|Title||Health Consequences of Retirement Due to Non-Health Reasons or Poor Health|
|Publication Type||Journal Article|
|Year of Publication||2021|
|Journal||Social Science & Medicine|
|Keywords||Depressive symptoms, Endogeneity, labor force behavior, Self-rated health, Within-between random effects model|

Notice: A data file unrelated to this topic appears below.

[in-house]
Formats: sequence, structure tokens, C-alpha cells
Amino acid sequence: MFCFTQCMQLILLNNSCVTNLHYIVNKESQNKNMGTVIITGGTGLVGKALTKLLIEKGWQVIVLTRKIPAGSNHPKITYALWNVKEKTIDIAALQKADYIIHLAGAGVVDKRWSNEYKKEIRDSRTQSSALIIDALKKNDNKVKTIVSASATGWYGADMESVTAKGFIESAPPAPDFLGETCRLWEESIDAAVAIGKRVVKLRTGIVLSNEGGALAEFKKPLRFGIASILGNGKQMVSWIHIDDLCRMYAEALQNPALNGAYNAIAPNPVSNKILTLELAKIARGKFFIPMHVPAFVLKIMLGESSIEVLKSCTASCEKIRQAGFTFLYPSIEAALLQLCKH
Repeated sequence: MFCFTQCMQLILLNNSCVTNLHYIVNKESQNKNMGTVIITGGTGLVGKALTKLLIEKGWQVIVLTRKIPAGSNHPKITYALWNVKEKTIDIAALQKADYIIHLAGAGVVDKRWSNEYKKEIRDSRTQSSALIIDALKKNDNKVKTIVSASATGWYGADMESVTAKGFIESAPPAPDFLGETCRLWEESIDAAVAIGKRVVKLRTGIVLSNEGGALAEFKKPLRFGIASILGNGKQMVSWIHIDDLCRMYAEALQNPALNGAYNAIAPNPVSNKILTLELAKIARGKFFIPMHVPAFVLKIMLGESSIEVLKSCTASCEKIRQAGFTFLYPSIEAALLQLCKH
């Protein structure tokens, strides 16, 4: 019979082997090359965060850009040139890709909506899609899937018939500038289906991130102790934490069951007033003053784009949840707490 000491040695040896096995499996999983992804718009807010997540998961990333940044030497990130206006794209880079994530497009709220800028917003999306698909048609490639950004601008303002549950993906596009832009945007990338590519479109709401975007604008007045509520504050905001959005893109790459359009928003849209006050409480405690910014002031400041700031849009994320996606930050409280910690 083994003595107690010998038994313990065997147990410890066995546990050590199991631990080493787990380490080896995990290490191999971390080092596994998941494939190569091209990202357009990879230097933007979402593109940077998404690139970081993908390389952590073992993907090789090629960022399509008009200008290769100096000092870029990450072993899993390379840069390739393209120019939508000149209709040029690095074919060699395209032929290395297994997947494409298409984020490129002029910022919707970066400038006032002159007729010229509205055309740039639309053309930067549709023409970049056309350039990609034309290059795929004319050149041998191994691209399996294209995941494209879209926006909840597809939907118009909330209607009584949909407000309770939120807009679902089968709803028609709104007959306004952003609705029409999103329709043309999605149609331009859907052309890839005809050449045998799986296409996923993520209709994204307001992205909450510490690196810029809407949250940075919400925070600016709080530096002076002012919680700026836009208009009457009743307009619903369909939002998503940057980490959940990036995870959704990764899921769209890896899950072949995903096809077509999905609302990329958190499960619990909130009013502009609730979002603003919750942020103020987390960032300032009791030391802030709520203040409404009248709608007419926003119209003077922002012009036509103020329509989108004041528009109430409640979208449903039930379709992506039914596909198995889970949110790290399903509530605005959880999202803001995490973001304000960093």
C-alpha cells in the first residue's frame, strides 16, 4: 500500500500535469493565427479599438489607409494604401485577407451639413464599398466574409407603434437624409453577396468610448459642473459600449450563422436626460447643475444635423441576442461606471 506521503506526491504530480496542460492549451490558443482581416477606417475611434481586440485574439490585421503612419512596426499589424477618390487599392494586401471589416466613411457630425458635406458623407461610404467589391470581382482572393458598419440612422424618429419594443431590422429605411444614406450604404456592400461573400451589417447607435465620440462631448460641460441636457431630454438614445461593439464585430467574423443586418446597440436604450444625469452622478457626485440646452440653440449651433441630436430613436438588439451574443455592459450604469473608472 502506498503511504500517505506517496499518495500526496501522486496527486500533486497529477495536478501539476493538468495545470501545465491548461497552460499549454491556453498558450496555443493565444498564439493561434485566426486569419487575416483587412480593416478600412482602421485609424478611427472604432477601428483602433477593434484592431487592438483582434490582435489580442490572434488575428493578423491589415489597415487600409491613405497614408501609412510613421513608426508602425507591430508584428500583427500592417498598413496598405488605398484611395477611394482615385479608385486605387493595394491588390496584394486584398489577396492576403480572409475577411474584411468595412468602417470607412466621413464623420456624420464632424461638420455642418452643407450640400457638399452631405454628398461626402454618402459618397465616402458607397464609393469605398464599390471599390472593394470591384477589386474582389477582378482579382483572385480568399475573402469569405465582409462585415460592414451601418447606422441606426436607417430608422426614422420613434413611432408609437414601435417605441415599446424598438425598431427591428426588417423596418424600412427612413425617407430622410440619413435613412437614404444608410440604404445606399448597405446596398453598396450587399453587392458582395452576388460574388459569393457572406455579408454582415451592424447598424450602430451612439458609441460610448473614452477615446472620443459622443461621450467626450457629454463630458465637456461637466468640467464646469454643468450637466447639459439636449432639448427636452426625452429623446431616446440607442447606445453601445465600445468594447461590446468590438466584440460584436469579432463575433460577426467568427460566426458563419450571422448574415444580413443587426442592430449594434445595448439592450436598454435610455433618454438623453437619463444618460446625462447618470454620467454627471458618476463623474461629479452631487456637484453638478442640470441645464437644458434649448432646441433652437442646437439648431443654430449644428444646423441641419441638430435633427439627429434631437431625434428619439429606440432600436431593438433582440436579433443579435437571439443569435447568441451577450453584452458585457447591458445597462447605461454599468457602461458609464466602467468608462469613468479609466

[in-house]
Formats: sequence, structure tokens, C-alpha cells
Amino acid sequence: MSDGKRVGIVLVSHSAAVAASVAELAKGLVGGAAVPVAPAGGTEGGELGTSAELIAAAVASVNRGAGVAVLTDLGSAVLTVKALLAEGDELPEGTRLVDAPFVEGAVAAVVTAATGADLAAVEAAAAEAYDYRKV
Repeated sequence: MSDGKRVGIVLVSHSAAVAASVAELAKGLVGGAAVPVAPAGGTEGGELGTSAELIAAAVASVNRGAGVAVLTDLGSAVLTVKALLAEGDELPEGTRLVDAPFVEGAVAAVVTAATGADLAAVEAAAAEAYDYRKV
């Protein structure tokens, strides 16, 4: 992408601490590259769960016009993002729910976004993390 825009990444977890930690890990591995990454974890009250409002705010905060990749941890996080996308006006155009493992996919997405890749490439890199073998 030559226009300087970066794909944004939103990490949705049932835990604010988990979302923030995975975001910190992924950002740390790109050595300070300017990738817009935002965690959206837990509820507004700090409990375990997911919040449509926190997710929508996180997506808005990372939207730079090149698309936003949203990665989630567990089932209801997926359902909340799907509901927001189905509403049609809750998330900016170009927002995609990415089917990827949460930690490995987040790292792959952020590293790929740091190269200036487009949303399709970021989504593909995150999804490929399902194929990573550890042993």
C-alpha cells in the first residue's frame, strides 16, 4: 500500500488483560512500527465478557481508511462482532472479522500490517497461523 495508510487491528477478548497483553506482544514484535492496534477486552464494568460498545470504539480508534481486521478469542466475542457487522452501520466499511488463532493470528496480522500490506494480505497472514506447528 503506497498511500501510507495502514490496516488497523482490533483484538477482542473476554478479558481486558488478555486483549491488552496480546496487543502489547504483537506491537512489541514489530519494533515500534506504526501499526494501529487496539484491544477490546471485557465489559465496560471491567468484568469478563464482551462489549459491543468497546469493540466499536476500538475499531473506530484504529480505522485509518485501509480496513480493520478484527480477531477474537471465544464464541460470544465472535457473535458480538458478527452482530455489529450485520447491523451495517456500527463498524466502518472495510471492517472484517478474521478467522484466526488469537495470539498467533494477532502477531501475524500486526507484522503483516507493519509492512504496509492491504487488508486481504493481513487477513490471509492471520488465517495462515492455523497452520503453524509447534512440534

ObjectivesThis study aimed to contribute to our understanding of the complex linkage between retirement and health by estimating health consequences of retirement transitions that were not driven by health reasons separately from those caused by poor health, while taking into consideration the health differences that exist between individuals who engage in different labor force behaviors.MethodsTen waves of rich data from the U.S. Health and Retirement Study (N=9,351; 52,658 person-wave observations) were used to estimate within-person associations between retirement transitions and subsequent health, assessed with self-rated health and depressive symptoms. To account for the bidirectional relationship between retirement and health, retiree’s self-reports of the reasons for labor force withdrawal were used to identify and parse out retirement transitions driven by poor health from the retirement transitions that were unrelated to health reasons. Results: Retirement transitions were unrelated to subsequent health if the withdrawal from the labor force was driven by non-health reasons, whereas retirement transitions driven by poor health were associated with worse subsequent health. Retirement transitions that were phased through partial retirement were associated with worse health outcomes compared to transitioning from full-time work to complete retirement.ConclusionsStudy findings suggest that retirement policies designed to prolong working lives may be implemented without adversely influencing health of older individuals, and potentially delay negative health outcomes associated with retirement for some segments of the older population for whom labor force participation is considered more valuable.